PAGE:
Tuesday, April 22, 2008

Chit-Chat Over Coffee Swirls (15)

Topic: History of Education in NYC

The history of education in New York dates from 1629, when the West Indies Company, under whose charge the first Dutch colonists came to the city, enacted a law which required the establishment of sehools. Four years later the first school was opened, and in 1652 the first public school came into being, and was established in the City Hall. After the English obtained possession of the colony education suffered for a few years because of the conflict in languages, the Dutch adhering to the language of their mother country.

In 1704 a society for the propagation of the Gospel began the work of establishing schools in the English language, and in 1732 an act was passed to establish a public school in the city. Early in 1748 two schools were erected, one by Trinity, in Rector street, and another by the Dutch Reformed Church, in what is now Exchange Place. Many private educational institutions existed, some of them under the jurisdiction of religious bodies and depending on them for support.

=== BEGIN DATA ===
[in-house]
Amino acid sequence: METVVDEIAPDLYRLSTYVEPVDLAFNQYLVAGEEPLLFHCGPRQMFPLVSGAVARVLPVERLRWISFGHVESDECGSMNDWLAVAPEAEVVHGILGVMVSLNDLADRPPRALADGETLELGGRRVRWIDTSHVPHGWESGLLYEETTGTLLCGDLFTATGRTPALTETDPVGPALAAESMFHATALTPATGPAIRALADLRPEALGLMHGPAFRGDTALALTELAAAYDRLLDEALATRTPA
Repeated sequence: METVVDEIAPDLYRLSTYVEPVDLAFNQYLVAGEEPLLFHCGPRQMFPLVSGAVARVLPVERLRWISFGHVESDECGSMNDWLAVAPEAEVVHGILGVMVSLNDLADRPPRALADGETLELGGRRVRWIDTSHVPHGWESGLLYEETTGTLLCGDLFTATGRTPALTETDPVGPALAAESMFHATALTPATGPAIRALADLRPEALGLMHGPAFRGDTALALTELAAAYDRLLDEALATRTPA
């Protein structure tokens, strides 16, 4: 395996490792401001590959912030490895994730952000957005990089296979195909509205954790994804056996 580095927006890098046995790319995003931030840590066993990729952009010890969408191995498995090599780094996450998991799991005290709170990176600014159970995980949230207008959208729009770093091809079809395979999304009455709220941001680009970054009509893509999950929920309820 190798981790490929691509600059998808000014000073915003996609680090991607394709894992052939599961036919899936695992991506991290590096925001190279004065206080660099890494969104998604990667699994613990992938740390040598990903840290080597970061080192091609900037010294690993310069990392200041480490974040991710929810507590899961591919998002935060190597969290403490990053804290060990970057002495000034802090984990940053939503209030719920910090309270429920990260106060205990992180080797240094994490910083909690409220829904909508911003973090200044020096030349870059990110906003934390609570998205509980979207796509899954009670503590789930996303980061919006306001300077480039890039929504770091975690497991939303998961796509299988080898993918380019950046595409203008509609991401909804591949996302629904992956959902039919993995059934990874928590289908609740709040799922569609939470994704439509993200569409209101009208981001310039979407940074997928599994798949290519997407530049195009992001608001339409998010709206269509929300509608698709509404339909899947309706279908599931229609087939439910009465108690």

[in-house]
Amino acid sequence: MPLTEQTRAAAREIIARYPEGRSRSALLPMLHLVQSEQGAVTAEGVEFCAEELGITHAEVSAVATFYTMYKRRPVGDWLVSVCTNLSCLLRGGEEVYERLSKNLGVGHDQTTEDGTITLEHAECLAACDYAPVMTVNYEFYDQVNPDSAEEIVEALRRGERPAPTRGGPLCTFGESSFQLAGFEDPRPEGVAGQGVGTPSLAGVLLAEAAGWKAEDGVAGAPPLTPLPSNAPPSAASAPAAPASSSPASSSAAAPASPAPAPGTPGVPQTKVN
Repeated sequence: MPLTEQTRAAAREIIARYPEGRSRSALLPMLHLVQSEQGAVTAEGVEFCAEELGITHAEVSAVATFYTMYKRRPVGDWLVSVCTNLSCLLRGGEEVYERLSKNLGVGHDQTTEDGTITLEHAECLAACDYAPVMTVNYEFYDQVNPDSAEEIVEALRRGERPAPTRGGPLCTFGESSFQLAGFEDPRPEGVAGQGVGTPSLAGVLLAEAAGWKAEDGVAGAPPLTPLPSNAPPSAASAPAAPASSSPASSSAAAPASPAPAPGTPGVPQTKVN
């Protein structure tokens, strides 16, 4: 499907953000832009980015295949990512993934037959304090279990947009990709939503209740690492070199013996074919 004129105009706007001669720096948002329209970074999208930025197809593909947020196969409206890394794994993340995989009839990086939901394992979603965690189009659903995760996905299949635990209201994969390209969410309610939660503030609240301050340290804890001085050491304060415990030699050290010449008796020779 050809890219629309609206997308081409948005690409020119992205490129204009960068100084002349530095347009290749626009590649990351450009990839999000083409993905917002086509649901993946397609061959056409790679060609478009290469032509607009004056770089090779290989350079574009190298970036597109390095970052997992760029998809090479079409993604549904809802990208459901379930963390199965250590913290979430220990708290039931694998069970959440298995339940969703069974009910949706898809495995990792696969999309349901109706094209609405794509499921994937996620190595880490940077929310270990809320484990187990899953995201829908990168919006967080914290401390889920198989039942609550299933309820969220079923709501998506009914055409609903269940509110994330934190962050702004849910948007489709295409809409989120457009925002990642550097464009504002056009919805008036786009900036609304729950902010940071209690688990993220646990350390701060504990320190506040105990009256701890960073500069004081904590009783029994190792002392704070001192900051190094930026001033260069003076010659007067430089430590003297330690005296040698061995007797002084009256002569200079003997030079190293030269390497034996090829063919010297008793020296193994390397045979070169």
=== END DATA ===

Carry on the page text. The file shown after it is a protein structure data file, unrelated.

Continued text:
New York at first encouraged private schools, and when the Board of Regents of the University of New York was created, in 1784, its chief function for many years was to encourage academies and colleges. It is to the credit of that board, however, that it presented to the legislature many propositions for the founding of a school system which would tend to the establishment of common schools. In 1795 Governor Clinton urged the creation of the New England type of common schools, and through the legislature a fund was created for the successful carrying out of the scheme. In 1797 free schools were established in the State.

The necessity for more schools became apparent, and in 1811 the Trinity corporation gave two lots on the corner of Hudson and Grove streets for a third school. In 1815 and 1819 two "African schools" were built,one on ground in William street given by the corporation, and the other by the Manumission Society on ground in Mulberry street, "which cost $2,400." The existence of the old Public School Society ceased in 1853, and all its rights and belongings passed to the Board of education.

Source: Cradle Days of New York (1609-1825) by Hugh Macatamney; New York-Drew & Lewis, Publishers 1909

Thehistorybox.com has two sections that relate to Education and have interesting information..Education and Resources For A Great Classroom Day.

Contact: Miriammedina@earthlink.net

No comments: